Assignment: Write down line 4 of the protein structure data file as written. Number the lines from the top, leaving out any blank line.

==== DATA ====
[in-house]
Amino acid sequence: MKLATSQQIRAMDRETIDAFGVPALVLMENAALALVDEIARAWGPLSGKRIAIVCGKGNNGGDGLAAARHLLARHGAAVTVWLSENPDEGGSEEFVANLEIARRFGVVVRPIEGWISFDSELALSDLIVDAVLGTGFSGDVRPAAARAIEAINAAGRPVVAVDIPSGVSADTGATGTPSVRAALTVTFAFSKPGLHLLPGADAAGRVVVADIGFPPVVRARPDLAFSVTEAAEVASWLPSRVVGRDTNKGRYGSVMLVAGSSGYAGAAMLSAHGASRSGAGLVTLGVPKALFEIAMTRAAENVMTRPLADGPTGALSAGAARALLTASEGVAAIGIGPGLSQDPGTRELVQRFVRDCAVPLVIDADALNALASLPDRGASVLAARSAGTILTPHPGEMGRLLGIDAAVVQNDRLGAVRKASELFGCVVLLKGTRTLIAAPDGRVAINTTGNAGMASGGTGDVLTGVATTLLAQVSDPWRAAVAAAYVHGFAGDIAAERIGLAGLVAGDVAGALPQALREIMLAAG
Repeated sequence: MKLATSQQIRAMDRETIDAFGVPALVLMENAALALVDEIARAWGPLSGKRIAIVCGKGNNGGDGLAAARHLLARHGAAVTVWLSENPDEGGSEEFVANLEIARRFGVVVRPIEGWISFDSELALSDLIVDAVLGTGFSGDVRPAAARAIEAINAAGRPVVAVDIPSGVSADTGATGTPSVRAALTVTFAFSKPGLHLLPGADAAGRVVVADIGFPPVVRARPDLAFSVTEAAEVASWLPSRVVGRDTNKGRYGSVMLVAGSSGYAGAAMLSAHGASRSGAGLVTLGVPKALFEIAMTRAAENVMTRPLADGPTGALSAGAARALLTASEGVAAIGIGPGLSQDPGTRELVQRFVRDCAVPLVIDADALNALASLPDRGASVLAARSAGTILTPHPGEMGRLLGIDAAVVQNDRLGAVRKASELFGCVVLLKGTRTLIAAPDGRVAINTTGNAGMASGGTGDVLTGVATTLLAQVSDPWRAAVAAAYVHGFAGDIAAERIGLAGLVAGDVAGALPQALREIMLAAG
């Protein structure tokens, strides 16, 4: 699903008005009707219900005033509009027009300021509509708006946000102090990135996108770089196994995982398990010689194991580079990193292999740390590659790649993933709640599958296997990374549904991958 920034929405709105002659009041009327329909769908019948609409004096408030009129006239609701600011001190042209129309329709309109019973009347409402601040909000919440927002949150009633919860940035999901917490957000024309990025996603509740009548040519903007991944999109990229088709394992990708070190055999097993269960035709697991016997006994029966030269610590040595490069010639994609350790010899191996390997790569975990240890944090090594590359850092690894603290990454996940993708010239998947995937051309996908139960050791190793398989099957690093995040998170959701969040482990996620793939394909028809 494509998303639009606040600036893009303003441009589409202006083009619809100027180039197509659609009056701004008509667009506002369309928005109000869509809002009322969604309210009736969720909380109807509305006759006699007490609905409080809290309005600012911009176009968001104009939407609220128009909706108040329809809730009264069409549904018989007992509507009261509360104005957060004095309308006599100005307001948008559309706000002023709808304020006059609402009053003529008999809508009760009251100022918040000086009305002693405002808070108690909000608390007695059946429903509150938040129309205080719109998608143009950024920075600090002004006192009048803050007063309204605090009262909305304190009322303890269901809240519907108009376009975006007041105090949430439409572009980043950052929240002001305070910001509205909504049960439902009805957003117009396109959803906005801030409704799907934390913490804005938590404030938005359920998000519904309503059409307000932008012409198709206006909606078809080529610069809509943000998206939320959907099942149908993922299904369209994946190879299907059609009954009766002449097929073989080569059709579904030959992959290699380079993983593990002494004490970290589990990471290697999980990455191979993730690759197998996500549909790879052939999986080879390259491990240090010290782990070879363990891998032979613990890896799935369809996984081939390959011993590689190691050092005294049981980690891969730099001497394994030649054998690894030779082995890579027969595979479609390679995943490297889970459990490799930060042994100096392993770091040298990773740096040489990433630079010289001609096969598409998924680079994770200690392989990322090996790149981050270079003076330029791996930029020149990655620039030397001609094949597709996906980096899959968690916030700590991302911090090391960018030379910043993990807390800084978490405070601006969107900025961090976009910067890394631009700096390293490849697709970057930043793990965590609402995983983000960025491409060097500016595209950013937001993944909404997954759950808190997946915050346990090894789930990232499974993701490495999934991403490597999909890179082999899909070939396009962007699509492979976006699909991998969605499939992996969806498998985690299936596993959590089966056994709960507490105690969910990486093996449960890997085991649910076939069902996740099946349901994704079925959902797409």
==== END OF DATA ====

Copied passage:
């Protein structure tokens, strides 16, 4: 699903008005009707219900005033509009027009300021509509708006946000102090990135996108770089196994995982398990010689194991580079990193292999740390590659790649993933709640599958296997990374549904991958 920034929405709105002659009041009327329909769908019948609409004096408030009129006239609701600011001190042209129309329709309109019973009347409402601040909000919440927002949150009633919860940035999901917490957000024309990025996603509740009548040519903007991944999109990229088709394992990708070190055999097993269960035709697991016997006994029966030269610590040595490069010639994609350790010899191996390997790569975990240890944090090594590359850092690894603290990454996940993708010239998947995937051309996908139960050791190793398989099957690093995040998170959701969040482990996620793939394909028809 494509998303639009606040600036893009303003441009589409202006083009619809100027180039197509659609009056701004008509667009506002369309928005109000869509809002009322969604309210009736969720909380109807509305006759006699007490609905409080809290309005600012911009176009968001104009939407609220128009909706108040329809809730009264069409549904018989007992509507009261509360104005957060004095309308006599100005307001948008559309706000002023709808304020006059609402009053003529008999809508009760009251100022918040000086009305002693405002808070108690909000608390007695059946429903509150938040129309205080719109998608143009950024920075600090002004006192009048803050007063309204605090009262909305304190009322303890269901809240519907108009376009975006007041105090949430439409572009980043950052929240002001305070910001509205909504049960439902009805957003117009396109959803906005801030409704799907934390913490804005938590404030938005359920998000519904309503059409307000932008012409198709206006909606078809080529610069809509943000998206939320959907099942149908993922299904369209994946190879299907059609009954009766002449097929073989080569059709579904030959992959290699380079993983593990002494004490970290589990990471290697999980990455191979993730690759197998996500549909790879052939999986080879390259491990240090010290782990070879363990891998032979613990890896799935369809996984081939390959011993590689190691050092005294049981980690891969730099001497394994030649054998690894030779082995890579027969595979479609390679995943490297889970459990490799930060042994100096392993770091040298990773740096040489990433630079010289001609096969598409998924680079994770200690392989990322090996790149981050270079003076330029791996930029020149990655620039030397001609094949597709996906980096899959968690916030700590991302911090090391960018030379910043993990807390800084978490405070601006969107900025961090976009910067890394631009700096390293490849697709970057930043793990965590609402995983983000960025491409060097500016595209950013937001993944909404997954759950808190997946915050346990090894789930990232499974993701490495999934991403490597999909890179082999899909070939396009962007699509492979976006699909991998969605499939992996969806498998985690299936596993959590089966056994709960507490105690969910990486093996449960890997085991649910076939069902996740099946349901994704079925959902797409």